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About This Item
For the Broadway play, see The Caine Mutiny Court-Martial. The Caine Mutiny is a 1951 Pulitzer Prize winning novel by Herman Wouk. The novel grew out of Wouk's personal experiences aboard a destroyer-minesweeper in the Pacific in World War II and deals with, among other things, the moral and ethical decisions made at sea by the captains of ships. The mutiny of the title is legalistic, not violent, and takes place during a historic typhoon in December 1944.
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Forget about the movie, except that as far as it goes, the characterizations, casting and motivations of players are fairly faithful to the story. In print, The Caine Mutiny is the story of the coming of age of Willie Keith, who barely figures in the movie at all. The Pulitzer-winning novel of 1952 is nothing less than the best fiction ever about the U.S. Navy and the best novel of World War II. By any reckoning, it's Herman Wouk's best work.Life aboard the Caine is mostly tedious and uncomfortable, as the little destroyer-minesweeper escorts convoys through hot expanses of ocean to featureless, desolate destinations. The citizen-sailors of the wardroom exhibit commendable conscience and care for the crew as they develop into seasoned watchstanders. The coffee is hot and strong, the food entirely unremarkable. They receive and decode Navy message traffic, written in realistic Navy telegraphese. (I had to look up the word cognizant when I first read this book, in the eighth grade.) Willie Keith's abiding memory of this time is being awakened routinely in the middle of the night. Meanwhile, the Caine's operational record builds a case for the captain's incompetence and unfitness to command. The typhoon that precipitates the actual mutiny is hisotrical, and the Navy did lose ships in it. The reader will come out the far end of the episode with no doubt that Steve Maryk saved the ship and the captain was not in control of himself, much less the ship, at the peak of the storm.Maryk, a C student from a state college and career fisherman, grapples with the arcane concepts of psychology without the professional tools to evaluate them, egged on by the novelist Tom Keefer, who turns out to be the real villain of this story. Be sure to take note of Keefer's performance as commander of the Caine. Meanwhile, Willie's scorching romance with Mae Wynn, whom any reader can see is intended to be his mate for life, works its way through stormy waters, mostly of Willie's making. It's been adequate to hold the attention of women readers for three generations, in the otherwise entirely masculine contexts of this novel.Wouk's portrayal of the Navy and the Caine are dead on target. His characters are fully developed; it would be impossible for a reader not to care for them. The narrative workmanship in characterization, setting and action is economic, precise, and well paced. This is not just a Navy story, it is a great contribution to the entire body of American literature. I re-read it often.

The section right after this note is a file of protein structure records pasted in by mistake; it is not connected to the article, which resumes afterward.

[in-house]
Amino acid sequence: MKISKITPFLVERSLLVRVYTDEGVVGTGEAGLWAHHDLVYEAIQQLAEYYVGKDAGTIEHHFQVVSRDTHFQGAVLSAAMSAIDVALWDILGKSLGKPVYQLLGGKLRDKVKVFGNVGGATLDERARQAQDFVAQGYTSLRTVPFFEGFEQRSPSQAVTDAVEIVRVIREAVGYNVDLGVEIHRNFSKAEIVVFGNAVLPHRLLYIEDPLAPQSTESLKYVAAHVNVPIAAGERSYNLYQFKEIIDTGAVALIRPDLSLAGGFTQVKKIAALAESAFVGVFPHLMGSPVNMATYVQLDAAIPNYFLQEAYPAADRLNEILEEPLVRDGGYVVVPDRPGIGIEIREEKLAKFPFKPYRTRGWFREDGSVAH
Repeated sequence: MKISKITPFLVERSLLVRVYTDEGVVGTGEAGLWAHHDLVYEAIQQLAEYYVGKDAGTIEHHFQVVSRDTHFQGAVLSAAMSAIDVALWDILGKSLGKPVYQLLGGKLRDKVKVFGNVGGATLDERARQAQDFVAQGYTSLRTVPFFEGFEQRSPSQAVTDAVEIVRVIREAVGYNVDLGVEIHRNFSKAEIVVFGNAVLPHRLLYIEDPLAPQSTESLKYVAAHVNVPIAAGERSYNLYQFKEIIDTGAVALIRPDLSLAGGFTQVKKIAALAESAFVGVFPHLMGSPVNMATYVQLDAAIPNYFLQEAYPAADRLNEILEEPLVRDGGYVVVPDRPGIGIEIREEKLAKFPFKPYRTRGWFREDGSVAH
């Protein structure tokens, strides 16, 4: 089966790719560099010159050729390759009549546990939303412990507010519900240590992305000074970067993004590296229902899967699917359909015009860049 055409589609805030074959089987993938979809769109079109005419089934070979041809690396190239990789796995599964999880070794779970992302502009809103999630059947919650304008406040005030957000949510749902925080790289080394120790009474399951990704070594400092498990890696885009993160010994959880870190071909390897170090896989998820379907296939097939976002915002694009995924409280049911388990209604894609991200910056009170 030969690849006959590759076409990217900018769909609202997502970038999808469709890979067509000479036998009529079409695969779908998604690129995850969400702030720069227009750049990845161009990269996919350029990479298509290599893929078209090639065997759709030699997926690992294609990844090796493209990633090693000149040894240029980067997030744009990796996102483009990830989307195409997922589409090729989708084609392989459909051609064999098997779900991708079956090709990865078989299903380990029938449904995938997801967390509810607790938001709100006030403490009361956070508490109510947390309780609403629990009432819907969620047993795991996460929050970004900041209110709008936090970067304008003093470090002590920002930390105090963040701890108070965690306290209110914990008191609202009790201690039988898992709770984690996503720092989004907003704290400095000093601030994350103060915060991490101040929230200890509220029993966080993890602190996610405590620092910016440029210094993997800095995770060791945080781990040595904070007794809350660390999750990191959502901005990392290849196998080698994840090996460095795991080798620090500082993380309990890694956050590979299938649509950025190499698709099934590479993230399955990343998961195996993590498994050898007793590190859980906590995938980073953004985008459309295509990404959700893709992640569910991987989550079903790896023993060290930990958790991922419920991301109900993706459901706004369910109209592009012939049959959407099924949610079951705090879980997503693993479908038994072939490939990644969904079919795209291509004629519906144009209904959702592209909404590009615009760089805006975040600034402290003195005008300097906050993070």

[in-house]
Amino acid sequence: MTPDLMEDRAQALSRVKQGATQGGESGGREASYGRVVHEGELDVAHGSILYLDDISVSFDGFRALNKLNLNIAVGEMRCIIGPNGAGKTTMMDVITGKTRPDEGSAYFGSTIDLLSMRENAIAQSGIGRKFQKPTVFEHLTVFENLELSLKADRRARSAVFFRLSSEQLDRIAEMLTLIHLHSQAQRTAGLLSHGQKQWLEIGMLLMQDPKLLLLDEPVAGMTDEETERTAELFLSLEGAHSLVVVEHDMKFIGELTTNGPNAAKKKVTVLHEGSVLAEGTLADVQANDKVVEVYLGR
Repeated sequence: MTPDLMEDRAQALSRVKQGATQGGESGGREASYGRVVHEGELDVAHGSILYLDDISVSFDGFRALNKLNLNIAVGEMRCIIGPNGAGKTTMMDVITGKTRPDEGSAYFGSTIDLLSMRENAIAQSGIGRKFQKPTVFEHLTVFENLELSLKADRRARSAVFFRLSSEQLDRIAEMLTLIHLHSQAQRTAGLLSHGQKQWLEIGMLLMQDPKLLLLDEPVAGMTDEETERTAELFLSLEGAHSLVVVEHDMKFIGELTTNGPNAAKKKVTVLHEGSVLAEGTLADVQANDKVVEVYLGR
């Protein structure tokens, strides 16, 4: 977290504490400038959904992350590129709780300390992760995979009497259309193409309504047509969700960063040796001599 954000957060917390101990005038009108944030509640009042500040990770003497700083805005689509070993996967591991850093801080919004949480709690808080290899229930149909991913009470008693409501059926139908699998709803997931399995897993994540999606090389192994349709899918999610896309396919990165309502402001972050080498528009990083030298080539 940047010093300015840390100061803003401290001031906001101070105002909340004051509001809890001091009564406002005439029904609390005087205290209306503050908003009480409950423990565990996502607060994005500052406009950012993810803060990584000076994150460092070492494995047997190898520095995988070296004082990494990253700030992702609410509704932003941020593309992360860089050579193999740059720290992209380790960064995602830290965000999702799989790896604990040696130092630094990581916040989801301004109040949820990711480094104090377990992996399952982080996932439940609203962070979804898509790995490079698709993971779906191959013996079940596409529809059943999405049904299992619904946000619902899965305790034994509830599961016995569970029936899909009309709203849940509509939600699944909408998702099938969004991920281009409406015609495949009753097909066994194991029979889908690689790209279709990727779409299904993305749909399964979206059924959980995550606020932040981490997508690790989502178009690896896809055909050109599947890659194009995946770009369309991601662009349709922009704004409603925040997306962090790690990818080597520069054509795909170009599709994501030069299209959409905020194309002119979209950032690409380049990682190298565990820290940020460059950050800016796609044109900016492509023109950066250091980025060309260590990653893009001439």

- Russian Hill Bookstore (US)
- Bookseller Inventory #
- The Caine Mutiny (SIGNED)
- Wouk, Herman
- Jones, George H.
- Book condition
- Used - Near Fine
- Limited Edition
- The Franklin Library
- Place of Publication
- Franklin Center, Pennsylvania
- Date published
- WOUK CAINE MUTINY
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